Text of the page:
Jul 21, 2012; Calgary, AB, CANADA; Ryan Jimmo celebrates his win against Anthony Perosh (not pictured) during the light heavyweight bout of UFC 149 at the Scotiabank Saddledome in Calgary, BC. Credit: Anne-Marie Sorvin-US PRESSWIRE
He stepped into the cage against Anthony Perosh, a 40-year-old Australian veteran who had surprisingly gone 3-0 with three stoppage victories in the UFC since making the cut down to 205 pounds at UFC 149 this past Saturday night (July 21, 2012) and while Jimmo hasn't been known for his knockout power, the "Big Deal" stepped forward and cracked Perosh with a huge right hand that landed flush and deprived "The Hippo" of his senses.
And it all happened in just seven seconds, tying an official UFC record for fastest knockout.
While Jimmo was obviously pleased with the result, he's also being honest with himself and doesn't feel he's ready for the big boys in the UFC's 205-pound division.
At least, not yet.
The Canadian training out of Imperial Athletics can still remember an eerily parallel and very specific example of another fighter who made a huge splash on the undercard in his UFC debut -- only to fizzle out before his hype train could even get rolling.
That would be Todd Duffee.
Speaking to Bloody Elbow Radio this past Tuesday, Jimmo explained that he's going to learn from the past mistakes of his peers and he's not ready to be fast-tracked up the divisional ladder at this point in time.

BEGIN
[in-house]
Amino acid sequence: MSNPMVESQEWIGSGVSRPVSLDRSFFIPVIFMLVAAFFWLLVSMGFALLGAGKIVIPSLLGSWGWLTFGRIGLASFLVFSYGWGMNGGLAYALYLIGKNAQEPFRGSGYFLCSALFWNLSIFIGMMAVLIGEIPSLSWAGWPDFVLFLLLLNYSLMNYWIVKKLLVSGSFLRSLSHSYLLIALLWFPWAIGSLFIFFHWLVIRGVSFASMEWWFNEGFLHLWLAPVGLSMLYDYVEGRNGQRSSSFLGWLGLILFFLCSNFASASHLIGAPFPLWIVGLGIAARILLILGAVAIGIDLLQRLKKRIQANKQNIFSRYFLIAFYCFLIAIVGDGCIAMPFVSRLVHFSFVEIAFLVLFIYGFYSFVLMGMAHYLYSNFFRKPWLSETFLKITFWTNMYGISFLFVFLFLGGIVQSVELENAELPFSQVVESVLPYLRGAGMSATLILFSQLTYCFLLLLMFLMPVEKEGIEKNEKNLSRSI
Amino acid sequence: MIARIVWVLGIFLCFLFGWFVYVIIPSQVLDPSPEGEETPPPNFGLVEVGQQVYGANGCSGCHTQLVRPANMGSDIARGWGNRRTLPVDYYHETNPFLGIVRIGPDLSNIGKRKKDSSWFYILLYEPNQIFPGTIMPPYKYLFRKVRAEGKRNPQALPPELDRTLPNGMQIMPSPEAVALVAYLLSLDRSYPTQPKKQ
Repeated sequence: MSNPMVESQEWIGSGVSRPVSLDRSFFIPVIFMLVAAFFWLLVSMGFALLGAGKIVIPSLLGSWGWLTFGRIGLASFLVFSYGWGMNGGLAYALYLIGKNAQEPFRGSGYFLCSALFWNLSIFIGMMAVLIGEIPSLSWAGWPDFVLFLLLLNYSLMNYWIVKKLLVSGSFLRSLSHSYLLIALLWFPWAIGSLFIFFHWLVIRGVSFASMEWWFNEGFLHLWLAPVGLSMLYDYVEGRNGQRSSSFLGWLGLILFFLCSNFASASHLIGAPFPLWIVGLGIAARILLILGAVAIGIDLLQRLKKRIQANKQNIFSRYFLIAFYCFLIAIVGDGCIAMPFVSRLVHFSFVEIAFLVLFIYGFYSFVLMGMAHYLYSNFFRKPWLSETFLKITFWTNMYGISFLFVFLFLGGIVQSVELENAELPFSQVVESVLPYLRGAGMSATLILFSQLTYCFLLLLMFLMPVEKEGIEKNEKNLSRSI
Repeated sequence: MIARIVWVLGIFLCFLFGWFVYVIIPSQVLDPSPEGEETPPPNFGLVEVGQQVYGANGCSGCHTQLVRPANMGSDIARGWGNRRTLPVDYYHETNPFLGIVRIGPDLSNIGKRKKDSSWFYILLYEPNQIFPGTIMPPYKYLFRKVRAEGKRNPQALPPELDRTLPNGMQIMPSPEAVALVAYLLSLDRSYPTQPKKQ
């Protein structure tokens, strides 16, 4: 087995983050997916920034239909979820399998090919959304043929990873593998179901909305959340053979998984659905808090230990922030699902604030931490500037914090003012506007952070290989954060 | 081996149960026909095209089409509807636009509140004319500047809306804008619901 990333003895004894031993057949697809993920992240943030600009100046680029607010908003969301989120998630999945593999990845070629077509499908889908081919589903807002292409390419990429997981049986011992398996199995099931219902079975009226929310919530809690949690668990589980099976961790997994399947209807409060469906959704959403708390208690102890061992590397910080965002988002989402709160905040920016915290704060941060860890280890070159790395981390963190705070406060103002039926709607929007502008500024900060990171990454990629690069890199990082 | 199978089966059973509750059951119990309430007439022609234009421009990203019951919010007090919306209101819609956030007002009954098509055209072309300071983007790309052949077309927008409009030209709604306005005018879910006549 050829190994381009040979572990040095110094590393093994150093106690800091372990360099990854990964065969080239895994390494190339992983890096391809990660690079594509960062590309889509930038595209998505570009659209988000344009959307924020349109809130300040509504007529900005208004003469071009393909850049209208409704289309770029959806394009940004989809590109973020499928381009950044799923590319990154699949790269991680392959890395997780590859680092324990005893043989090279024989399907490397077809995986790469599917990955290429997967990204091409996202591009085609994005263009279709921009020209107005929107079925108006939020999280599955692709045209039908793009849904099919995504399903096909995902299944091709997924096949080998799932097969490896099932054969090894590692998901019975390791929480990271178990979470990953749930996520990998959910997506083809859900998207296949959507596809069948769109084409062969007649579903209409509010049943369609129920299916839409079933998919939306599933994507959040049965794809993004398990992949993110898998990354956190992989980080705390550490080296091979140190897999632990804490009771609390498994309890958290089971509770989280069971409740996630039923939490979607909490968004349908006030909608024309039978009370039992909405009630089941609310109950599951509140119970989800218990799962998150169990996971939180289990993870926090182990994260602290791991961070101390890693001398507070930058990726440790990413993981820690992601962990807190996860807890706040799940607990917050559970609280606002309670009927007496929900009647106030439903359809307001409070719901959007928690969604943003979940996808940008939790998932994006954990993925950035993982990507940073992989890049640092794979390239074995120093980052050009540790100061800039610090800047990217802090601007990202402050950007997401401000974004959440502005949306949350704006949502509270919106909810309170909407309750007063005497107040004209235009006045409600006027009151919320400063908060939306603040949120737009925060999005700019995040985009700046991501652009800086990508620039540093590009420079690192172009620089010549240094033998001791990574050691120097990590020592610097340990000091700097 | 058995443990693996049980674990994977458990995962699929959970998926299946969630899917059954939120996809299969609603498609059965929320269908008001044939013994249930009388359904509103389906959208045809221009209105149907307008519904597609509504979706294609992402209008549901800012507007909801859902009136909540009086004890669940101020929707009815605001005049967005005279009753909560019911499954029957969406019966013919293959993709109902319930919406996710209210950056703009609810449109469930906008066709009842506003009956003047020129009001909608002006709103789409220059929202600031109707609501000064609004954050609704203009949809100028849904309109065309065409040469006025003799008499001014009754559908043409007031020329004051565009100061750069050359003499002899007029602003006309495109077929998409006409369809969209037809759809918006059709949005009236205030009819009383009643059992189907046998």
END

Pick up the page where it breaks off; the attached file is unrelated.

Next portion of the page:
"To be honest, some guys after this, look at Todd Duffee, who really wanted to be fast-tracked right after his knockout of Tim Hague and that's not what I want. I want to do slow and consistent, climb up the ranks. I'd rather build myself slowly and consistently and make sure that my climb is a sure one as opposed to guys who get rocketed up too fast and are not quite ready for that level and they fall off. That's my thought process. "
There are plenty of examples other than Duffee as well. Rory MacDonald facing Carlos Condit in his second UFC fight, Ovince St. Preux being thrown in against Gegard Mousasi and Lorenz Larkin taking on Muhammed Lawal are all recent cases where a prospect was thrown against a veteran a bit too early in their career and was humbled.
Do you think Jimmo is taking the intellectual approach, or do you want to see how he fares against the division's elite?